The cliff hanger I left off with in monday's session of Trail of Cthulhu was the realization that a monster was creeping up behind her, and she's got a long hard sprint back to the boat. On the plus side, the PC did spend Cthulhu Mythos to figure out what the monster was, which also clued her in to a possible weapon against it if she can just escape this encounter. It cost her 4 Stability and 1 Sanity to pull that clue out of Cthulhu's butt, and she hasn't even seen the monster yet. Which is creeping up behind her.
Prior to this session, I was a little dubious about the Investigative Ability called Cthulhu Mythos. It seemed to me like a cludge, a way for the Keeper to skip out on making a well-layered mystery with interwoven clues. I understood that some GMs might need that (he says, looking down his nose as if he himself never had a plot hole, deus ex machina, or mystery that was beyond the PCs ability to solve), but it struck me as cheap. Now I understand the real purpose of it, and I wish the rules had spelled it out just a tiny bit more clearly.
As the GM, you never want to set up your mystery so that PCs have to spend Cthulhu Mythos to put clues together - that'd be cruel and unfair since doing so saps their Stability pretty hard. Neither is it intended to let PCs skip doing legwork and jump ahead of the plot. Instead the Cthulhu Mythos spend exists solely as an escape valve for PCs, who have already jumped ahead of the plot by dumb luck or clever intuition.
Normal police procedures involve raids and arrests, but that's not always an option in Cthulhu. Cops just have to figure out whodunnit, then call in the cavalry. A Cthulhu investigator has to figure out whodunnit, whatdunnit, whether or not their weapons can hurt it, how to banish it without going crazy in the process. You're on their own, and you have to work fast - or else the world might end! Once you know whodunnit, there's a lot of motivation to confront them before they can grow any stronger (or summon something stronger). When you've figured out who the villain is earlier than the GM anticipated you would, you may no longer feel any need to track down seemingly unrelated clues. In Cthulhu, though, those unrelated clues are what usually hides the means to foil the the cultists plans, defeat the monster, etc.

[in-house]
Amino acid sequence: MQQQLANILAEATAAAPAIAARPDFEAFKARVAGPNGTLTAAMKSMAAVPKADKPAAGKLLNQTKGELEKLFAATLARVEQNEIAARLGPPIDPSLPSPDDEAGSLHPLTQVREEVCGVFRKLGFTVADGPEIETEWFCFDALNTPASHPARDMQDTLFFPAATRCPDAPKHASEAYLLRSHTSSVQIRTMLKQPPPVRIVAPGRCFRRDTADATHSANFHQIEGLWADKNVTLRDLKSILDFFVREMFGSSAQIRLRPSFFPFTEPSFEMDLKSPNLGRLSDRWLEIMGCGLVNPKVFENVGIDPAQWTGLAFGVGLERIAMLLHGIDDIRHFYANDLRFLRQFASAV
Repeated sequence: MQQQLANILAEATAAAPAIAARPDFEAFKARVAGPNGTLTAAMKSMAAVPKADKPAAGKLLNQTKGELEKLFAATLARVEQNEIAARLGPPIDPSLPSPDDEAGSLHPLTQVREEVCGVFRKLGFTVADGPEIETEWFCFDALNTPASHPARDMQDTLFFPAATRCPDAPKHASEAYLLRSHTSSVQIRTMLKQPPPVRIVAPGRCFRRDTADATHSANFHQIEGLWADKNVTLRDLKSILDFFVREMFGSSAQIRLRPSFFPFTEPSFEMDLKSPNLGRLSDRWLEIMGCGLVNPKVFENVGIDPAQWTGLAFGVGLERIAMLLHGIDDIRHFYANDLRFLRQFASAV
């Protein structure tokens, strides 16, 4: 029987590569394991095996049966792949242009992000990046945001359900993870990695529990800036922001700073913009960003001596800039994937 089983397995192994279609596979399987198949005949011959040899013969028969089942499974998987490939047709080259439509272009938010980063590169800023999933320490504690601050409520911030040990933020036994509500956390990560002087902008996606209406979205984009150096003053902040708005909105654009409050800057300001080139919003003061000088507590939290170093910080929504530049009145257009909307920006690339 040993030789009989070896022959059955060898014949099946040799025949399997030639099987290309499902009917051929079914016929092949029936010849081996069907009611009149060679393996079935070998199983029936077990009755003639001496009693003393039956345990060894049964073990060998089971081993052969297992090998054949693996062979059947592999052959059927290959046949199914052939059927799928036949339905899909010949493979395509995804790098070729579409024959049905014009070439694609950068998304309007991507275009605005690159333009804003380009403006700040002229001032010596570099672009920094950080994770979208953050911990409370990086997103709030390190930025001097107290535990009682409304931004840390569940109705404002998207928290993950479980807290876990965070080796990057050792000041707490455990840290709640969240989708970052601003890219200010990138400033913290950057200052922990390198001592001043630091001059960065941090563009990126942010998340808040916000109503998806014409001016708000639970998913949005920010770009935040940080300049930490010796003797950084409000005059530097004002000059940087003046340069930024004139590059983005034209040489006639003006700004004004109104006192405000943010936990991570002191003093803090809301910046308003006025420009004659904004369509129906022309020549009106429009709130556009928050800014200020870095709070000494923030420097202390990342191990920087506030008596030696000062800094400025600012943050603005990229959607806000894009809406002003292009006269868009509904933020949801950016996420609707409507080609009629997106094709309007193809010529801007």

If, in your rush to solve the mystery you've put yourself in dangerous proximity to some nasty thing without being properly prepared for it, Cthulhu Mythos is the emergency shut-off valve. Either it gives you the weapon you need, or suggests where you can find that weapon, or points back to the line of clues you skipped over that will eventually lead to that weapon, or it just hits your sanity enough that you faint and don't have to worry about the monster for the moment.
In other words, you don't spend Cthulhu Mythos because you aren't getting anywhere - you spend Cthullu Mythos because you got too far, too fast.